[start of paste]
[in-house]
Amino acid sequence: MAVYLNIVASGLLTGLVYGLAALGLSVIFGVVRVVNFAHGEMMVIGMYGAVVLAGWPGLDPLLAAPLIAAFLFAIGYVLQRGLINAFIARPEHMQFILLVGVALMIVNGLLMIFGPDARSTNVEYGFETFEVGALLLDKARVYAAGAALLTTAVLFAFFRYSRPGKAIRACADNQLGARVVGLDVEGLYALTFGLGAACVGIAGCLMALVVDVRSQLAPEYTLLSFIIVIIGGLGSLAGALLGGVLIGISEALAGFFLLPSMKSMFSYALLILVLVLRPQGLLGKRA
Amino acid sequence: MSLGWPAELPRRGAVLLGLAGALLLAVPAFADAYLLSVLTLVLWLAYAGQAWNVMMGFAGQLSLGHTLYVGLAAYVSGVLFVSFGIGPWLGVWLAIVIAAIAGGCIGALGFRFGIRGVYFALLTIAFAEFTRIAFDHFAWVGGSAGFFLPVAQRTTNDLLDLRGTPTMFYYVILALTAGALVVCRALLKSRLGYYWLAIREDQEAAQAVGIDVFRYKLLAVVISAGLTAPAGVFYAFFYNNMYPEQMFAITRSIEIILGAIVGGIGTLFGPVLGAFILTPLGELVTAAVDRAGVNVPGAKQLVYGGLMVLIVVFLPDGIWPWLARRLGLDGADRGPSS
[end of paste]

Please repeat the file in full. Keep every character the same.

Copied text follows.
[in-house]
Amino acid sequence: MAVYLNIVASGLLTGLVYGLAALGLSVIFGVVRVVNFAHGEMMVIGMYGAVVLAGWPGLDPLLAAPLIAAFLFAIGYVLQRGLINAFIARPEHMQFILLVGVALMIVNGLLMIFGPDARSTNVEYGFETFEVGALLLDKARVYAAGAALLTTAVLFAFFRYSRPGKAIRACADNQLGARVVGLDVEGLYALTFGLGAACVGIAGCLMALVVDVRSQLAPEYTLLSFIIVIIGGLGSLAGALLGGVLIGISEALAGFFLLPSMKSMFSYALLILVLVLRPQGLLGKRA
Amino acid sequence: MSLGWPAELPRRGAVLLGLAGALLLAVPAFADAYLLSVLTLVLWLAYAGQAWNVMMGFAGQLSLGHTLYVGLAAYVSGVLFVSFGIGPWLGVWLAIVIAAIAGGCIGALGFRFGIRGVYFALLTIAFAEFTRIAFDHFAWVGGSAGFFLPVAQRTTNDLLDLRGTPTMFYYVILALTAGALVVCRALLKSRLGYYWLAIREDQEAAQAVGIDVFRYKLLAVVISAGLTAPAGVFYAFFYNNMYPEQMFAITRSIEIILGAIVGGIGTLFGPVLGAFILTPLGELVTAAVDRAGVNVPGAKQLVYGGLMVLIVVFLPDGIWPWLARRLGLDGADRGPSS